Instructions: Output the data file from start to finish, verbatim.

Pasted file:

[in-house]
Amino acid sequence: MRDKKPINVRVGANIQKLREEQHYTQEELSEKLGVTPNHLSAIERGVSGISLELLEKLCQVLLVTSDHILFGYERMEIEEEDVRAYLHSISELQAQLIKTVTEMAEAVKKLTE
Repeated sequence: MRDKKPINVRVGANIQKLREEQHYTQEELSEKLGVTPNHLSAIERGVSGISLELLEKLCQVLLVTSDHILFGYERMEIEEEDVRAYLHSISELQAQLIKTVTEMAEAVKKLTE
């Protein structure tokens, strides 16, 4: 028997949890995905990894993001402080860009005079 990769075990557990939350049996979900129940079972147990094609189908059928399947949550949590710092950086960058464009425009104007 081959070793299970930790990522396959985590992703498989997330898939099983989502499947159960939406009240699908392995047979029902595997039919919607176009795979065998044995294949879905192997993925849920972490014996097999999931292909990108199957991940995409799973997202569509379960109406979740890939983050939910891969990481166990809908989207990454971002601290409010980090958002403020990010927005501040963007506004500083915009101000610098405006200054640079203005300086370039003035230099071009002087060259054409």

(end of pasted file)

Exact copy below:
[in-house]
Amino acid sequence: MRDKKPINVRVGANIQKLREEQHYTQEELSEKLGVTPNHLSAIERGVSGISLELLEKLCQVLLVTSDHILFGYERMEIEEEDVRAYLHSISELQAQLIKTVTEMAEAVKKLTE
Repeated sequence: MRDKKPINVRVGANIQKLREEQHYTQEELSEKLGVTPNHLSAIERGVSGISLELLEKLCQVLLVTSDHILFGYERMEIEEEDVRAYLHSISELQAQLIKTVTEMAEAVKKLTE
């Protein structure tokens, strides 16, 4: 028997949890995905990894993001402080860009005079 990769075990557990939350049996979900129940079972147990094609189908059928399947949550949590710092950086960058464009425009104007 081959070793299970930790990522396959985590992703498989997330898939099983989502499947159960939406009240699908392995047979029902595997039919919607176009795979065998044995294949879905192997993925849920972490014996097999999931292909990108199957991940995409799973997202569509379960109406979740890939983050939910891969990481166990809908989207990454971002601290409010980090958002403020990010927005501040963007506004500083915009101000610098405006200054640079203005300086370039003035230099071009002087060259054409």